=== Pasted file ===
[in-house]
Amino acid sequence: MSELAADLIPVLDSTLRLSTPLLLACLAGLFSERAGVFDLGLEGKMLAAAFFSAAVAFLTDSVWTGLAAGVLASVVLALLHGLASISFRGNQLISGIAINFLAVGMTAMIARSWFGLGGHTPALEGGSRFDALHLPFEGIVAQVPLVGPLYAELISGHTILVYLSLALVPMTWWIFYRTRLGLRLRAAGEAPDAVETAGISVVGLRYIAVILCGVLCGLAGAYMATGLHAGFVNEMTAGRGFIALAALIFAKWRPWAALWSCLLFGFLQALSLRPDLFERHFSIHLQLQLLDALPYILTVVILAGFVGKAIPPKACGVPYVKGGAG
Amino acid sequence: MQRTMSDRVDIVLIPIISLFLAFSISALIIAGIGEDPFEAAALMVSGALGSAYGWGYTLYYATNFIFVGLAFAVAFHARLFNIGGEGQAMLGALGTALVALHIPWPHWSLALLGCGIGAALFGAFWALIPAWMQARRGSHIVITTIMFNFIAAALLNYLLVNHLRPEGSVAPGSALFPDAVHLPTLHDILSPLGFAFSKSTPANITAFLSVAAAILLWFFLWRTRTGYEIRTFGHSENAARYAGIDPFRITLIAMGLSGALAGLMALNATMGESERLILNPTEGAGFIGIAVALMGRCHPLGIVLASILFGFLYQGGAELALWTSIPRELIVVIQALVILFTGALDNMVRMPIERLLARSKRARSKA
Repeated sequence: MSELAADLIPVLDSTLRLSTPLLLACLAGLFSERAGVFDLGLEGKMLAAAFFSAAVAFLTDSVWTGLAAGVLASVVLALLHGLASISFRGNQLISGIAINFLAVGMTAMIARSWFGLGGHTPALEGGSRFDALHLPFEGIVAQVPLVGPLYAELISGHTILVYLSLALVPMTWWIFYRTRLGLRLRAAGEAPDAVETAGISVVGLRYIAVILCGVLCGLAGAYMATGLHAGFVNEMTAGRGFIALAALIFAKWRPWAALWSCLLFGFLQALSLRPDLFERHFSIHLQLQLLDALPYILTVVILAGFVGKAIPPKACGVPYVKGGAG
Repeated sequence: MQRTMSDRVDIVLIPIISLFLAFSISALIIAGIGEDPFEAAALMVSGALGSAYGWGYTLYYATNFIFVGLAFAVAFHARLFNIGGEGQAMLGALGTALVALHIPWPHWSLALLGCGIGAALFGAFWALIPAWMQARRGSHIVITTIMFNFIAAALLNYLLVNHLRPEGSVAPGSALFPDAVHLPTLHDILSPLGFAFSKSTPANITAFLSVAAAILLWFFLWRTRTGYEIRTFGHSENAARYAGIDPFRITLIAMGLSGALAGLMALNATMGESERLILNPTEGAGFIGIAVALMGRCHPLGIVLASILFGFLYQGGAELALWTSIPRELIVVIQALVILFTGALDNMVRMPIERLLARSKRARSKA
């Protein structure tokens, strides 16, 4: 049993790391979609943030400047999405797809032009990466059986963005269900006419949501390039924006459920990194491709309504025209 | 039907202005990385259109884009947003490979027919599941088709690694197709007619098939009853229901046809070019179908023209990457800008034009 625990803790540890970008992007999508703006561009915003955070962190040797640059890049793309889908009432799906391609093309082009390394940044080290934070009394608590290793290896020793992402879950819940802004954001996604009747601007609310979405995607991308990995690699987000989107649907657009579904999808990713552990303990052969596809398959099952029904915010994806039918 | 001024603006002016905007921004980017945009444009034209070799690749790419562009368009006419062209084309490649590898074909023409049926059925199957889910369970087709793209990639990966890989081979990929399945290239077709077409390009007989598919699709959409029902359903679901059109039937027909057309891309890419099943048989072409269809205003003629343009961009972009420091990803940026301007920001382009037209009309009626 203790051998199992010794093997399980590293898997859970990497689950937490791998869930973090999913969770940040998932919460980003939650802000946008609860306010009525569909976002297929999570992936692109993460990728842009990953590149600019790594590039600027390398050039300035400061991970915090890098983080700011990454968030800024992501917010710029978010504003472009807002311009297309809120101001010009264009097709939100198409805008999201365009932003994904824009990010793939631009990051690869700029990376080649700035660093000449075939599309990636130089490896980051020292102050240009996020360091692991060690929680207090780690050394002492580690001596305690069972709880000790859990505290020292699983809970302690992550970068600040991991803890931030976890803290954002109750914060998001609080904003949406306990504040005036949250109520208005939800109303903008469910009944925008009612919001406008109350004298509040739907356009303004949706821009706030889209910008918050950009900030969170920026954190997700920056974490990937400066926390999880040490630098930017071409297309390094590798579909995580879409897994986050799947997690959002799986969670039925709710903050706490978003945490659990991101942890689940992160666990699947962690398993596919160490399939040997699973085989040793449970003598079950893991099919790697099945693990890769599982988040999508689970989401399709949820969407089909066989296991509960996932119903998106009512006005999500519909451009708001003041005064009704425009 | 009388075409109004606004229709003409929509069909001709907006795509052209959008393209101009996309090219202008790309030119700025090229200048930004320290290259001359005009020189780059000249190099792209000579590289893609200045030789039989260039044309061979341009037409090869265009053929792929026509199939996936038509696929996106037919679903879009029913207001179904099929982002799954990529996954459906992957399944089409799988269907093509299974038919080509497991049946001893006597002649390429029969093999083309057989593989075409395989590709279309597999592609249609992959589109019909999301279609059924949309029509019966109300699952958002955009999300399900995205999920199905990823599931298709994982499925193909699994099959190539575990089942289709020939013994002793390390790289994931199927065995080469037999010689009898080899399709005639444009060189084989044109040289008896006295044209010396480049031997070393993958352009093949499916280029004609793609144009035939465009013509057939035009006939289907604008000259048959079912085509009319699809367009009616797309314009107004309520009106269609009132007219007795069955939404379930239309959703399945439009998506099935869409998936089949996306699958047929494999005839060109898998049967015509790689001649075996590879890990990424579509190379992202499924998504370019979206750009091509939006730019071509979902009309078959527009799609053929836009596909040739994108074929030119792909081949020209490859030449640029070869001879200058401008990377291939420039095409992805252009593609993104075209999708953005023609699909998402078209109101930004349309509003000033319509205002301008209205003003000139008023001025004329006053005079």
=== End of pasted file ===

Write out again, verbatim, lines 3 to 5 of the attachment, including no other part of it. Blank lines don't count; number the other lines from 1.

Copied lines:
Amino acid sequence: MQRTMSDRVDIVLIPIISLFLAFSISALIIAGIGEDPFEAAALMVSGALGSAYGWGYTLYYATNFIFVGLAFAVAFHARLFNIGGEGQAMLGALGTALVALHIPWPHWSLALLGCGIGAALFGAFWALIPAWMQARRGSHIVITTIMFNFIAAALLNYLLVNHLRPEGSVAPGSALFPDAVHLPTLHDILSPLGFAFSKSTPANITAFLSVAAAILLWFFLWRTRTGYEIRTFGHSENAARYAGIDPFRITLIAMGLSGALAGLMALNATMGESERLILNPTEGAGFIGIAVALMGRCHPLGIVLASILFGFLYQGGAELALWTSIPRELIVVIQALVILFTGALDNMVRMPIERLLARSKRARSKA
Repeated sequence: MSELAADLIPVLDSTLRLSTPLLLACLAGLFSERAGVFDLGLEGKMLAAAFFSAAVAFLTDSVWTGLAAGVLASVVLALLHGLASISFRGNQLISGIAINFLAVGMTAMIARSWFGLGGHTPALEGGSRFDALHLPFEGIVAQVPLVGPLYAELISGHTILVYLSLALVPMTWWIFYRTRLGLRLRAAGEAPDAVETAGISVVGLRYIAVILCGVLCGLAGAYMATGLHAGFVNEMTAGRGFIALAALIFAKWRPWAALWSCLLFGFLQALSLRPDLFERHFSIHLQLQLLDALPYILTVVILAGFVGKAIPPKACGVPYVKGGAG
Repeated sequence: MQRTMSDRVDIVLIPIISLFLAFSISALIIAGIGEDPFEAAALMVSGALGSAYGWGYTLYYATNFIFVGLAFAVAFHARLFNIGGEGQAMLGALGTALVALHIPWPHWSLALLGCGIGAALFGAFWALIPAWMQARRGSHIVITTIMFNFIAAALLNYLLVNHLRPEGSVAPGSALFPDAVHLPTLHDILSPLGFAFSKSTPANITAFLSVAAAILLWFFLWRTRTGYEIRTFGHSENAARYAGIDPFRITLIAMGLSGALAGLMALNATMGESERLILNPTEGAGFIGIAVALMGRCHPLGIVLASILFGFLYQGGAELALWTSIPRELIVVIQALVILFTGALDNMVRMPIERLLARSKRARSKA